In 1999 Scott McNealy, then CEO at SUN Microsystems, called privacy a non-issue and said: ”You have zero privacy anyway. Get over it.” Fortunately he was wrong – at least partially.
In the meantime, privacy has become a strongly debated issue in many company boards, regulatory bodies and politics. There is hardly any day without data privacy being mentioned as a major issue in the newspapers and the privacy awareness of individuals is increasing. At the same time, developments in the context of correlating and analyzing consumer behavior (“Big Data”), and measures taken to fight against terror and – more recently – tax evasion may erode the privacy of millions.
The freedom of individuals is at stake
It is clear, privacy is not about protecting tax evaders and criminals. It is a human right and in many countries a constitutional right as well. In fact the freedom of individuals is at stake:
- At present the world public is discussing the impact of intelligence agencies collecting our phone calls and Internet activities – in many cases without court approval – supported and driven by the goal of fighting terror. Does this justify such massive surveillance?
- Today any bank client listed on the infamous discs sold to foreign governments is by default suspected to be a tax evader. Certain media even refer to those discs as “tax evader CD”. The burden of proofing the accusation false remains with the individual.
- Some companies providing “free” services make good profits by successfully analyzing (“big data”) and monetizing the consumer’s data. There is nothing wrong with it as long as there is a fair deal between consumer and company.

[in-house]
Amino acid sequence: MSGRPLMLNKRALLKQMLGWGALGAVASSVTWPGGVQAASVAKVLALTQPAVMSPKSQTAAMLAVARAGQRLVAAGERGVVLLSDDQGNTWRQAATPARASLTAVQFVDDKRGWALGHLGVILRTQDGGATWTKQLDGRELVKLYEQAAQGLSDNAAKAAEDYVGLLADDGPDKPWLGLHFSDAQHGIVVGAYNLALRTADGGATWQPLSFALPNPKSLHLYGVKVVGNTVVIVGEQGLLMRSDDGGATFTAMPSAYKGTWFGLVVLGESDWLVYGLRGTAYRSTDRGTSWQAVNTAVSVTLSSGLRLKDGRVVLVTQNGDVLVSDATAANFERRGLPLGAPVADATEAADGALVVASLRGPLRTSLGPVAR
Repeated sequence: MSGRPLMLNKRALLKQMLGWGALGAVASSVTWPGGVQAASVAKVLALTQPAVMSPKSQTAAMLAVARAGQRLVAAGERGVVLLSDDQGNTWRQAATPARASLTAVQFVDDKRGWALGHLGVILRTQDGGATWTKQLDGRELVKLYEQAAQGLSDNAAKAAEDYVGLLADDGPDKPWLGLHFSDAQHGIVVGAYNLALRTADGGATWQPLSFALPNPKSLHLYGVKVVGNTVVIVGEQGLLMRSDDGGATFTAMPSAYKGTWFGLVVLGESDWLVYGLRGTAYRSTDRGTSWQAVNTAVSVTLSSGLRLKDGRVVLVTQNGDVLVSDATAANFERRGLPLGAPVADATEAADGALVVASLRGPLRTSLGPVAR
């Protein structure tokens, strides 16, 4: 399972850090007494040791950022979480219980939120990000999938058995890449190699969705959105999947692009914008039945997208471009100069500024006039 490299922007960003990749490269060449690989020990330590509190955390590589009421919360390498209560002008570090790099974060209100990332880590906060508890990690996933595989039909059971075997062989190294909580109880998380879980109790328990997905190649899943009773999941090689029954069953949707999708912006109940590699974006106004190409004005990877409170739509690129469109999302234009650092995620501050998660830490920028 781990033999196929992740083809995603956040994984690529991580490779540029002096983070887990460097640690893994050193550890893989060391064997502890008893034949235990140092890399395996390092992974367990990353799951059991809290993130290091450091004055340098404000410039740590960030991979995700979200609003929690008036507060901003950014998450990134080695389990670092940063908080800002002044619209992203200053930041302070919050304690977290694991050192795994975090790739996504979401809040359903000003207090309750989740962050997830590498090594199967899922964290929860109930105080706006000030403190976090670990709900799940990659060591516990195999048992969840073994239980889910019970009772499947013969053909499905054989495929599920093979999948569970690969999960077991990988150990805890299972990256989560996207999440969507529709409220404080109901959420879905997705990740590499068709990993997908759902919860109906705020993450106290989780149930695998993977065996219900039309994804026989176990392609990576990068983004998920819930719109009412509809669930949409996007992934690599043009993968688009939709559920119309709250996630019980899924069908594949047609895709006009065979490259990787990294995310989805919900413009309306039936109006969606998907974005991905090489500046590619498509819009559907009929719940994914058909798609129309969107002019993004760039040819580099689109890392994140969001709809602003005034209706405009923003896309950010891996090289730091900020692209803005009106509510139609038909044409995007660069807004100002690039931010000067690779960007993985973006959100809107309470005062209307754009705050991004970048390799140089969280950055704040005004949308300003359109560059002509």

Privacy regulations have failed to keep up with the globalization of data processing and the advances in data mining. There are lengthy and often theoretical debates on whether explicit consent to cookies is needed, or whether personal data shall be processed cross-border. This misses the point because the impact on privacy depends a lot on the context and purpose of the data processing.
Regulations and organizations processing personal data should make sure consumers are given the fair deal: choice, transparency and control over the use of their personal data.
How does this affect the financial institutions?
In a recent BCG survey of 3’000 individuals from European countries, the respondents considered financial and credit card data to be their most private data, i.e. more private than medical data. Hence financial institutions are well advised to be leaders in protecting the privacy of their clients. It responds to client expectations and is a matter of trust between the client and the institution.
KPMG’s Data Loss Barometer shows that the data of financial institutions is among the most attractive targets for attackers. Given the growing value of personal data and the increasing attractiveness to criminal organizations, proper privacy protection will rapidly be strategically important to maintain client trust in the future.
Finally, financial institutions may generate benefits from further analysis of the personal data they have gathered. To do so organizations must learn how to provide consumers with the fair deal of choice, transparency and control.
Legislators, regulators and the private sector have to work together more closely on the challenging task to the protect us as individuals, consumers and citizens and to ensure Scott McNealy’s statement on privacy remains wrong in the foreseeable future.